Why 2017’s Best Selling Games Were Broken

 

The official list of 2017’s best selling games hasn’t been released yet, but Forbes has been breaking down the monthly reports. Here is the top five they came up with:

Call of Duty: WWII
Destiny 2
NBA 2K18
Madden NFL 18
Tom Clancy’s Ghost Recon: Wildlands

Given that PlayerUnknown’s Battlegrounds sold roughly 30 million copies, you’d also have to add it to this list. The same may be true of Star Wars: Battlefront II, but there’s room for doubt there.

Regardless, the point is that a lot of technically broken games that sold well in 2017.

The only games on that list which didn’t sport glaring technical or design issues were Madden NFL 18 and Ghost Recon: Wildlands. One was pretty much copy and pasted from a design formula that has been followed for years. The other enjoyed a lukewarm critical reception and still featured a few notable technical bugs.

The rest of these titles will certainly raise a few eyebrows. Call of Duty: WWII may be the continuation of a classic series that has sold millions and millions of copies over the years, but it’s also a game that was almost unplayable at the time of its launch due to server issues. Now that some of those issues are resolved, the game is now being viewed as a step back that uses a new setting to disguise some old problems.

Activision’s other game on this list, Destiny 2, has enjoyed an even rougher debut. Putting aside the mountain of design issues that plague the game and the Destiny franchise as a whole, Destiny 2 sports a series of technical problems that have made it especially hard for the game’s biggest fans to properly enjoy it. On top of all this, players have reported everything from mysterious – and ultimately unfair – bans to hidden restrictions which quietly force players to spend more time in the game. Developer Bungie has been apologizing for the game ever since it was released.

Also Read: The Best Free Video Games of 2017

It goes on. NBA 2K18 features one of the most egregious and depressing microtransaction models in recent memory. Battlegrounds is the kind of game that works “right” once every 10 times you play it. If Battlefront II is on this list, it may be the worst offender of them all.

It would be nice to say that the message here is that gamers are willing to put up with technical issues if they are in service of exciting experiences. You could actually make that argument in the case of PlayerUnknown’s Battlegrounds. Unfortunately, it’s clear that the bigger takeaway here is that laziness is being rewarded in video games.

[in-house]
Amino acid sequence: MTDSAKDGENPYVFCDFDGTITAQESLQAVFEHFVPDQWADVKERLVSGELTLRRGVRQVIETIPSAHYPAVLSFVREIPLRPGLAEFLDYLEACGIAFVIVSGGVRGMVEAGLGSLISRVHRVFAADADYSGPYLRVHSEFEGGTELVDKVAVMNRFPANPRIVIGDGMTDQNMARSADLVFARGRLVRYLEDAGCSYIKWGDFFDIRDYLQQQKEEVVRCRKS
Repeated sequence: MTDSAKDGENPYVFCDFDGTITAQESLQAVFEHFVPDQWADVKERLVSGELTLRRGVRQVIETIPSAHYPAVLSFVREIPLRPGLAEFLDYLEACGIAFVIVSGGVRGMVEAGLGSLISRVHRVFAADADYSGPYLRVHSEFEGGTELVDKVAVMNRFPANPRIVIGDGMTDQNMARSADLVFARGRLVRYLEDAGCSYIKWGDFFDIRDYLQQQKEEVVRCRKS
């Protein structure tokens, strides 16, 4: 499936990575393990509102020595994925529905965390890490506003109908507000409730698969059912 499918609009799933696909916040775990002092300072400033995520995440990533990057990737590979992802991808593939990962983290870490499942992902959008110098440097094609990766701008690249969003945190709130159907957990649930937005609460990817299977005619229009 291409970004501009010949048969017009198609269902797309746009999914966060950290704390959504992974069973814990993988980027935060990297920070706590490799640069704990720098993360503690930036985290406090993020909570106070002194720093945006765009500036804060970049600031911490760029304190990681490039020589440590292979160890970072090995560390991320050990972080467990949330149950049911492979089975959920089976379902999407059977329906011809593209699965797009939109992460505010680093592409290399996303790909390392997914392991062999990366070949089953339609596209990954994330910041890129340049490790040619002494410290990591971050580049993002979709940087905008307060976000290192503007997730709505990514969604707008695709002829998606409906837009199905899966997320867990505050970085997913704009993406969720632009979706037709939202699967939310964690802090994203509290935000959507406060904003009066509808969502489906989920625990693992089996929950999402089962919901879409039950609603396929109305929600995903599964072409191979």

Call of Duty, Destiny, NBA 2K, Madden, and Ghost Recon are not the best selling games of the year because they are the best games of the year. They are the best selling games of the year because they are continuations whose best entrants can be found in the past. They’re the kind of games that are made in one room while executives look over charts filled with quarterly projections that take their eventual success into account. They will succeed as long as they are not completely broken, and this year tested even that condition.

However, the biggest takeaway from this list is that broken games will continue to dominate the sales until people stop buying them. That means it is up to consumers to take risks and try new games they aren’t familiar with. You may consider that a breach of your comfort zone, but these best-selling games prove that what’s familiar isn’t always safe.

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Matthew Byrd

Matthew Byrd

Matthew Byrd covers the gaming industry including indies, consoles, PCs, iOS and Android apps, as well as topics related to entertainment and technology. He also writes for IndieGameSource and DenOfGeek, and has his own blog at PixelCritique.com.

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